Sexual Orientation and the Law

This guide covers issues including marriage equality, employment and housing discrimination, child custody issues, and military policy.

Relationship Recognition

The Defense of Marriage Act was passed by Congress in 1996 and is codified at 1 U.S.C. § 7 and 28 U.S.C. § 1738c which reads:

"In determining the meaning of any Act of Congress, or of any ruling, regulation, or interpretation of the various administrative bureaus and agencies of the United States, the word "marriage" means only a legal union between one man and one woman as husband and wife, and the word "spouse" refers only to a person of the opposite sex who is a husband or a wife." (1 U.S.C. § 7)

This law has two effects:

  • That no state is forced to recognize a same-sex marriage even if the marriage was recognized in another state.
  • The Federal Government may not recognize same-sex, or polygamous, marriages for any purpose, even if recognized by a state

Section 3 of DOMA, which defined marriage under federal law, was overturned by the U.S. Supreme Court in June of 2013.  The Court held that DOMA was unconstitutional as a deprivation of the equal liberty of persons that is protected by the Fifth Amendment.

Employment Non-Discrimination

There are currently no protections under federal law for employment non-discrimination against LBGTIQ people.  There is, however, pending legislation which attempts to address this.  The Employment Non-Discrimination Act (ENDA) would extend fair employment practices under federal law to the lesbian, gay, bisexual and transgender community. Based on the principle that all workers should be judged solely on their merits like other civil rights laws, ENDA's procedures and remedies are based on those of Title VII of the Civil Rights Act of 1964 and the Americans with Disabilities Act. The bill does not apply to military employment, small employers, and does not require employers to provide domestic partner benefits.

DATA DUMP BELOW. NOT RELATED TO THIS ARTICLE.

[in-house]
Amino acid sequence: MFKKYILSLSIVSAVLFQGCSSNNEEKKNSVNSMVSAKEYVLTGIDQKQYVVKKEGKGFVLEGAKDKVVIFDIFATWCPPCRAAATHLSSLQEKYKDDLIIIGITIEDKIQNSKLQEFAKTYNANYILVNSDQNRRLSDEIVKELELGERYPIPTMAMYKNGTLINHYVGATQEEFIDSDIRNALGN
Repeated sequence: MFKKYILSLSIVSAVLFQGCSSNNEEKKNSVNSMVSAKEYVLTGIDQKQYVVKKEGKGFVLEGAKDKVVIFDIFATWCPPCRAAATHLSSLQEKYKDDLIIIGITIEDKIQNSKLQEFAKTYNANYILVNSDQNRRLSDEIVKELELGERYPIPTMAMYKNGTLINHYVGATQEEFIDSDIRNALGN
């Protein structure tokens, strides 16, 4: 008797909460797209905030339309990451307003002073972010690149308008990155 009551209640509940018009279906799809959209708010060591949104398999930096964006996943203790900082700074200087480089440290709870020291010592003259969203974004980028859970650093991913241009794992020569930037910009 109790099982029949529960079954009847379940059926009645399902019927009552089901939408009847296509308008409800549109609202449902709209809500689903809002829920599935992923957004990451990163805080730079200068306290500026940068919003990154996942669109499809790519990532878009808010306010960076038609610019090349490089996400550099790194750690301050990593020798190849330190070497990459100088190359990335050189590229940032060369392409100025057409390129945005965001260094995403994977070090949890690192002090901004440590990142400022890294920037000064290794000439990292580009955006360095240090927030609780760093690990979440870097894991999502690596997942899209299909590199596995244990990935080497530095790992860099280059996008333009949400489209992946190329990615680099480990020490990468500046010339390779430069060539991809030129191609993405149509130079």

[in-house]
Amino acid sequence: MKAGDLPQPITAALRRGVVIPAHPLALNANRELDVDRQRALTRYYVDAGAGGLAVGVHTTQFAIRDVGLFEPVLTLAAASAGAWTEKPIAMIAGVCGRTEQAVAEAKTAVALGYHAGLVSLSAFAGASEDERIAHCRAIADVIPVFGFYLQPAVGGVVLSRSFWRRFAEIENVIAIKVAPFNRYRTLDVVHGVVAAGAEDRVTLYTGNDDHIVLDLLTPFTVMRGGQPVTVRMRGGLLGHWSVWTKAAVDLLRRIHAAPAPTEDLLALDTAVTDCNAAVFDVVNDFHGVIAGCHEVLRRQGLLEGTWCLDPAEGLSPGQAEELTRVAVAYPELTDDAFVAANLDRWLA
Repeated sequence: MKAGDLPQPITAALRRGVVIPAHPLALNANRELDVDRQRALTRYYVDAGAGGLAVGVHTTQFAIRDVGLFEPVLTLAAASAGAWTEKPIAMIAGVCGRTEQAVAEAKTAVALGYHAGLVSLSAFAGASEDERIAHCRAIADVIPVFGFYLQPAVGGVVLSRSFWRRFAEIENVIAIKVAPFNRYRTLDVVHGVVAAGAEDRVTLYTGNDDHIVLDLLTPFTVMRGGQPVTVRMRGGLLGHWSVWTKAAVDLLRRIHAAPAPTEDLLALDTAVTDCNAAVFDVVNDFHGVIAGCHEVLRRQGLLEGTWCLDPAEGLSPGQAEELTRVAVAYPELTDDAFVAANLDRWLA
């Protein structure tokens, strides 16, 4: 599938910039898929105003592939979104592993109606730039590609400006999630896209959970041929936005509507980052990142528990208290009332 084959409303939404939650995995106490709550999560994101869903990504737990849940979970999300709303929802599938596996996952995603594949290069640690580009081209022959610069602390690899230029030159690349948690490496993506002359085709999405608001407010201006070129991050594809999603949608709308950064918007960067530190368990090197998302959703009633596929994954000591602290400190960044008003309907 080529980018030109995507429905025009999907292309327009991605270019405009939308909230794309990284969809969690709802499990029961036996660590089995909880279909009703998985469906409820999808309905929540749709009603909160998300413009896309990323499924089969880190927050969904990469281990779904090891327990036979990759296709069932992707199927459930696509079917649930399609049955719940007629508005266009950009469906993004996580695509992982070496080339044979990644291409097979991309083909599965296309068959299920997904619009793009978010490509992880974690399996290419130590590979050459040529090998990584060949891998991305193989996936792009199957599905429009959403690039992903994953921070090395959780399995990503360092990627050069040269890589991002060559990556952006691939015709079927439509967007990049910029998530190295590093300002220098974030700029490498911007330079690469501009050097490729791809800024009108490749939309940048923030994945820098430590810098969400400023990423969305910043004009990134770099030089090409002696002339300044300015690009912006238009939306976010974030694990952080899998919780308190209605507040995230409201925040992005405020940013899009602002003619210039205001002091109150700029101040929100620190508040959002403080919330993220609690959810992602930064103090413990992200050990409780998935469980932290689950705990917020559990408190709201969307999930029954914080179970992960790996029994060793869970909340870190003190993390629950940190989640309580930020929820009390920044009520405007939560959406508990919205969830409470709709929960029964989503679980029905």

For the latest news on this pending legislation check out the Human Rights Campaign at:

Important federal cases

Bowers v. Hardwick, 478 U.S. 186 (1986) (W|L) 
Practicing homosexual brought action challenging constitutionality of Georgia sodomy statute. The United States District Court for the Northern District of Georgia, Robert H. Hall, J., granted defendants' motion to dismiss for failure to state claim upon which relief could be granted, and plaintiff appealed. The Court of Appeals, 760 F.2d 1202, reversed and remanded. After rehearing was denied, 765 F.2d 1123, defendants petitioned for certiorari. The Supreme Court, Justice White, held that Georgia's sodomy statute did not violate the fundamental rights of homosexuals.

Lawrence v. Texas, 539 U.S. 558 (2003) (W|L)
Defendants were convicted in the County Criminal Court at Law No. 10, Harris County, Sherman A. Ross, J., of engaging in homosexual conduct. They appealed. On rehearing en banc, the Texas Court of Appeals, Hudson, J., 41 S.W.3d 349, affirmed. Certiorari was granted. The Supreme Court, Justice Kennedy, overruled its prior decision in Bowers v. Hardwick, 478 U.S. 186, 106 S.Ct. 2841, 92 L.Ed.2d 140 (1986), and held that Texas statute making it a crime for two persons of the same sex to engage in certain intimate sexual conduct was unconstitutional, as applied to adult males who had engaged in consensual act of sodomy in privacy of home.